- Ethnographic Atlas (EA) has data for 1267 societies; and Standard Cross-Cultural Sample (SCCS); a 186 society sample of EA
- Human Relations Area Files (HRAF).
Swanson (1960) was the first person to investigate what he termed Moralizing High Gods (MHG) in the EA. In a more recent analysis, Johnson (2005) found in a SCCS sample of 186 societies that moralizing high gods was highly correlated with ten different measures of cooperation, including community size, policing, norm compliance, and food sharing. These analyses arguably suffer from Galton’s Problem: unwarranted independence assumptions.
A recent attempt to work-around this problem is provided by comparative phylogenetics. Linguists have long known that the similarities between languages can be quantified as a tree. As social groups fission, migrate, and lose contact, their language systems slowly diverge.
Darwin himself used these findings to inform his theory of common descent. Just as genetic cladograms reveal the secrets of natural selection, language trees can divulge the secrets of cultural group selection. More specifically, Watts et al (2015) used language phylogenies to reverse engineer the historical relationships between 96 Austronesian cultures. In this historically-sensitive dataset, the relationship between supernatural punishment and high political complexity is striking.
So far, we’ve discussed how moralizing gods tend to appear more in agricultural societies than foraging societies. But other modes of subsistence also exist. Peoples & Marlowe (2012) found that pastoralism (living off of domesticated animals) even more strongly gravitates to moralizing high gods. Because pastoralists are more warlike and more inequal than agriculturalists, the need for religion-induced cohesion is even more pronounced.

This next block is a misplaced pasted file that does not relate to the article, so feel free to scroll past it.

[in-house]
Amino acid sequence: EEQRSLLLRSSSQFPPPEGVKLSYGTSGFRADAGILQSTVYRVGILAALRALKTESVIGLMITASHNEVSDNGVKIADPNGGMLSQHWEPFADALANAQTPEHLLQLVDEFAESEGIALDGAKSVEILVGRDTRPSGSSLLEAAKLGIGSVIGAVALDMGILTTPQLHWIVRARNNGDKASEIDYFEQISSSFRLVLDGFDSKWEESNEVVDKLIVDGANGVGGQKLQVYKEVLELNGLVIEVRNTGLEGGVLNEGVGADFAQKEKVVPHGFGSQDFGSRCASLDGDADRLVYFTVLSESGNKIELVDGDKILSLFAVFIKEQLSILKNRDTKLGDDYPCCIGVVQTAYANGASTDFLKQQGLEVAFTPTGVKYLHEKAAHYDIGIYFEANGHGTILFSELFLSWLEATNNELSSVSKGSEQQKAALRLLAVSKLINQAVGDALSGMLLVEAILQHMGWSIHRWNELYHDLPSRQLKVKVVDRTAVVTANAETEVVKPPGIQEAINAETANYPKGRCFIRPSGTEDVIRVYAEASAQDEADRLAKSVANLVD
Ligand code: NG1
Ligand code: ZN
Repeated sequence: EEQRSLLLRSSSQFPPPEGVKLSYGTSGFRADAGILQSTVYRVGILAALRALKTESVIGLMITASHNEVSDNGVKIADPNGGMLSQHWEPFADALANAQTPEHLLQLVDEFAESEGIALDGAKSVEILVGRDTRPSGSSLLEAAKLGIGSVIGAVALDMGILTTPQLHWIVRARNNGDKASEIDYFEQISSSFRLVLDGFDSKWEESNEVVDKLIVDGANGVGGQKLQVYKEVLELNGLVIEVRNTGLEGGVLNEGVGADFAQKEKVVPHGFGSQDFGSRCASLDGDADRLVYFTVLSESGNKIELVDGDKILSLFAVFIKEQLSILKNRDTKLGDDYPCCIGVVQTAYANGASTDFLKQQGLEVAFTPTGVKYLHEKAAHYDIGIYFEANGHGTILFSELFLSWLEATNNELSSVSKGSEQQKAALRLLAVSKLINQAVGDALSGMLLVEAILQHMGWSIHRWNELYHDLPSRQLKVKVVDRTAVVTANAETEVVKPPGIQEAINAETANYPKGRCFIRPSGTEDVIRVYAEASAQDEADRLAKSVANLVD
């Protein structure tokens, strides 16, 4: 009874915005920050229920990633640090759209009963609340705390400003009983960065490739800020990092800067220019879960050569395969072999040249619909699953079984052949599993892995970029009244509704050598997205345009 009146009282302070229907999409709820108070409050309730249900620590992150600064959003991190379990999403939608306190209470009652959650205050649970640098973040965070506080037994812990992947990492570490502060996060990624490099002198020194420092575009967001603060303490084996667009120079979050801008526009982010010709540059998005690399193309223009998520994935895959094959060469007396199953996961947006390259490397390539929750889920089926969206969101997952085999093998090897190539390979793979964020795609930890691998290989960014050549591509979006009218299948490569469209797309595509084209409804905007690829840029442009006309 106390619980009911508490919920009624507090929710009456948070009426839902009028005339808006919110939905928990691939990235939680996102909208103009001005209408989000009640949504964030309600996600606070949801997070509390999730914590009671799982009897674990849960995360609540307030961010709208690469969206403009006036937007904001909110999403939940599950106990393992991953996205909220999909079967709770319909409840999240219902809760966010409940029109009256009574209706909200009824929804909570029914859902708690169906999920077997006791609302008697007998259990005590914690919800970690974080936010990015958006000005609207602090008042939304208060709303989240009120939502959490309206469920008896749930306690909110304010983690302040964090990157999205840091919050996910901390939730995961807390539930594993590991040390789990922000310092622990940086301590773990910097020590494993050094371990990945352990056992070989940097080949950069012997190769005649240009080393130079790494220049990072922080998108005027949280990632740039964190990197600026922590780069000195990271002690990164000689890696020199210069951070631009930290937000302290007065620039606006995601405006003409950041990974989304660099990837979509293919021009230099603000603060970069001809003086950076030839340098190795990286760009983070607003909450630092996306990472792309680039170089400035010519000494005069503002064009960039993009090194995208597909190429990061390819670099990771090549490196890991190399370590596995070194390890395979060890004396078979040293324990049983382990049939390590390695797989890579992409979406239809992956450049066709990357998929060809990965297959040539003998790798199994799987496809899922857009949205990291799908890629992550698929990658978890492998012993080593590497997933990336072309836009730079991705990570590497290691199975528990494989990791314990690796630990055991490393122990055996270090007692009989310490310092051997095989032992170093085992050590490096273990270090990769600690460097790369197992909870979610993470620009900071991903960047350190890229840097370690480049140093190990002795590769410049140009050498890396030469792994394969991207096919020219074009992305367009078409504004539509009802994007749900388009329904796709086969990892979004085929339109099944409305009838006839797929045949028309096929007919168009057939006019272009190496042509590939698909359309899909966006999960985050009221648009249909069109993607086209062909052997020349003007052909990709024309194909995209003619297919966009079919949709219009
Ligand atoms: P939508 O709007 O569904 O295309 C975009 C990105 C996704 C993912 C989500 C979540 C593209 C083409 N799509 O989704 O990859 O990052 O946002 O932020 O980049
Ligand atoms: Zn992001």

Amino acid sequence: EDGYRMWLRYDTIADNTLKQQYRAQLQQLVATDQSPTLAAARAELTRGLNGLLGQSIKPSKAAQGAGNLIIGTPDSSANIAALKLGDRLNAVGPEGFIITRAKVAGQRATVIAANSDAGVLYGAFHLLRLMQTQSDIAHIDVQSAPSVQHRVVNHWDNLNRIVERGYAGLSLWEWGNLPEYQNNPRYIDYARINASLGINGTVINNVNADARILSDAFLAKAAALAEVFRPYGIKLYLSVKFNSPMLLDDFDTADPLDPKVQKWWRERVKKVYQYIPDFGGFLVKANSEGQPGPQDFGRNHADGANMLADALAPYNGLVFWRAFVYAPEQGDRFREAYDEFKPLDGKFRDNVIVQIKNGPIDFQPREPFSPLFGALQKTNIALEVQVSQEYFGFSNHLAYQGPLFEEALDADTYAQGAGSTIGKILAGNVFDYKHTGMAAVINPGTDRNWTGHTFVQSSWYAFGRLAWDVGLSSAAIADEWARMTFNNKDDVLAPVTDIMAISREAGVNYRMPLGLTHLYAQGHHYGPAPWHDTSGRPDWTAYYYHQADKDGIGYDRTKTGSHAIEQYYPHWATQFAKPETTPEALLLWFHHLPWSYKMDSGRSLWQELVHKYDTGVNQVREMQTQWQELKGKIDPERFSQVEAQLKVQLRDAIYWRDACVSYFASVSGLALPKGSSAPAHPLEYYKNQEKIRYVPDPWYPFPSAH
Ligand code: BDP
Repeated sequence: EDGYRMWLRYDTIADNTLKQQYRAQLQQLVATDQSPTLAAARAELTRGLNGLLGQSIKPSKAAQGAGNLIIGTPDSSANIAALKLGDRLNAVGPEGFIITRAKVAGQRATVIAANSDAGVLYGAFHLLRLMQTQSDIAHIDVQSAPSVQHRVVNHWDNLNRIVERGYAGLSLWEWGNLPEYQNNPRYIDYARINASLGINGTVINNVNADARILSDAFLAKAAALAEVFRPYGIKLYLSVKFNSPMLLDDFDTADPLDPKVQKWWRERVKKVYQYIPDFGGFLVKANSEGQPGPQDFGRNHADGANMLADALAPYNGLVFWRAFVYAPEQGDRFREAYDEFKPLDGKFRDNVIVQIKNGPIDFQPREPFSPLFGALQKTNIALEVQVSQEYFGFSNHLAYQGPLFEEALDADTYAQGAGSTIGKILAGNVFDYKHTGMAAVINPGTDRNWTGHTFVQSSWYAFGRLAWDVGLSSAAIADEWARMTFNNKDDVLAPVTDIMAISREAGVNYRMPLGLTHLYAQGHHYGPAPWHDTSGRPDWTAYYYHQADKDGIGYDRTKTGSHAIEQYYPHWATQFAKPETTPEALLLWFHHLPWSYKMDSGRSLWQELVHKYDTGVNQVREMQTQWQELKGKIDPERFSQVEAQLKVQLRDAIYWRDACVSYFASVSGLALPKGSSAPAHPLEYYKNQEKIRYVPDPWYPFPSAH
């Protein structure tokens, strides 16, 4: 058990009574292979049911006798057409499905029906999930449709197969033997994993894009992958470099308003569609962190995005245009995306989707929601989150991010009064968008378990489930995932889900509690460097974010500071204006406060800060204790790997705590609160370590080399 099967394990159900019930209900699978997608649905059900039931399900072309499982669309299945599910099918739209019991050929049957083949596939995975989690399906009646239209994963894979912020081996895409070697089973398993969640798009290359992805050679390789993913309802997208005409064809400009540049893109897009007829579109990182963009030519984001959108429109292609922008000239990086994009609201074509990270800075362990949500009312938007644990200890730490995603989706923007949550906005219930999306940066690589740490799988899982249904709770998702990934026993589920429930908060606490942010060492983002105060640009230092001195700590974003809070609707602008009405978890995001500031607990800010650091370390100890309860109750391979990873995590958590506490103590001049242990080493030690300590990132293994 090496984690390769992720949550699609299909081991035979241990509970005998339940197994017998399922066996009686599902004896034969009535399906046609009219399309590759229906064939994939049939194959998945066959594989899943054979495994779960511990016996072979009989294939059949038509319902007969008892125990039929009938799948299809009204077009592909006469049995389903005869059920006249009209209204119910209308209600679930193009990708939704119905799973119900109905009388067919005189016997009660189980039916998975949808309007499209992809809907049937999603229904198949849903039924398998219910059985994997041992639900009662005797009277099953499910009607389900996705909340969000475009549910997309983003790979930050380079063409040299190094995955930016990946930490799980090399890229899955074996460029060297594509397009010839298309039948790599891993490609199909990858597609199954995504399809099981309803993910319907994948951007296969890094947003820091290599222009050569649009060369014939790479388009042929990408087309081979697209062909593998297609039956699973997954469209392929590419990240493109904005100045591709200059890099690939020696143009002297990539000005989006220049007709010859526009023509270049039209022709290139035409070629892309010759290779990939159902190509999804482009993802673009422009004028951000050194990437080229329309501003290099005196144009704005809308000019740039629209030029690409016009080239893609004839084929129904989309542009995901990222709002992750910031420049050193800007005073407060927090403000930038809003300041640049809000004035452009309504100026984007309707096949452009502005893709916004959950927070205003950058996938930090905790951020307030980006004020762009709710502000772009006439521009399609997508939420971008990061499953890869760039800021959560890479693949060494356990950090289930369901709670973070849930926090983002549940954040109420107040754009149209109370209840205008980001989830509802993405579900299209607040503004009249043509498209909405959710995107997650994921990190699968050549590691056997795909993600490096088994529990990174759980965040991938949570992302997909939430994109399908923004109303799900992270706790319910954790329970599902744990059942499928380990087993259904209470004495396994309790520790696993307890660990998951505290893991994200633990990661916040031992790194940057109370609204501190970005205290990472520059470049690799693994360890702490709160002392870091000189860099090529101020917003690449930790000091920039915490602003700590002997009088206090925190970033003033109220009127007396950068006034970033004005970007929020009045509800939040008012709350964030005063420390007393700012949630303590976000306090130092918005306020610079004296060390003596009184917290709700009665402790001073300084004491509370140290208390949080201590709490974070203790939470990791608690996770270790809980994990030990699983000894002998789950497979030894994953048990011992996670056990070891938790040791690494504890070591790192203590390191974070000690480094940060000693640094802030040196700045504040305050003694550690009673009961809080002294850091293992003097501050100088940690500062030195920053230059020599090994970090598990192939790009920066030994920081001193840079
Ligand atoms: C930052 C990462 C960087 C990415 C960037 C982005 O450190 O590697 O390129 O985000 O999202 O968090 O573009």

Big Gods & Individual Cooperation
We’ve seen societal outcomes correlated with big gods. What about individual behavior? Are believers more likely to cooperate with one another, for the betterment of their group?
The following research makes heavy use of three games:
- Public Goods Game (PGG) explores questions of cooperation
- Ultimatum Game (UG) explores questions of fairness
- Random Allocation Game (RAG) explores cheating behaviors
We’ve seen prosocial religions occur in larger societies. Henrich et al (2010) took these economic games (including the Ultimatum Game) to fifteen societies that span the gamut of human existence. People who lived in very large communities (5000+ people) were much more willing to punish resource distributions that were unfair (not $50 each).
These games were conducted with villagers playing one another. Thus, these games were informed by relationships and reputation. But increasing community size requires cooperation among strangers. Did moralizing gods help bind complex multi-ethnic empires at vast geographic scales?
To get insight into this question, Purzycki et al (2016) examined whether moralizing gods improved cooperation with strangers who share your faith. In a sample of 2228 participants from 15 populations, they found evidence of such cooperation. They also found that, as beliefs in moralistic punishment intensified, so too did cooperative behavior.
Doesn’t this discredit our facultative religious prosociality hypothesis, put forward in Supernatural Punishment Hypothesis? There, we discussed that believers don’t behave more cooperatively than non-believers on average; they only do so when their religious practices are primed. This is measured in, among other things, willingness to punish unfair behavior in economic games.
The research we reviewed then, however, only apply in WEIRD societies. In many developing nations, participation in world religion does consistently produce a cooperative advantage. Hermann et al (2008) found that the rule of law, and strong norms of civic cooperation are responsible for “raising the sanity waterline”, and equalizing the belief advantage in many developed secular societies.
Henrich (2015) describes five basic mechanisms of intergroup competition: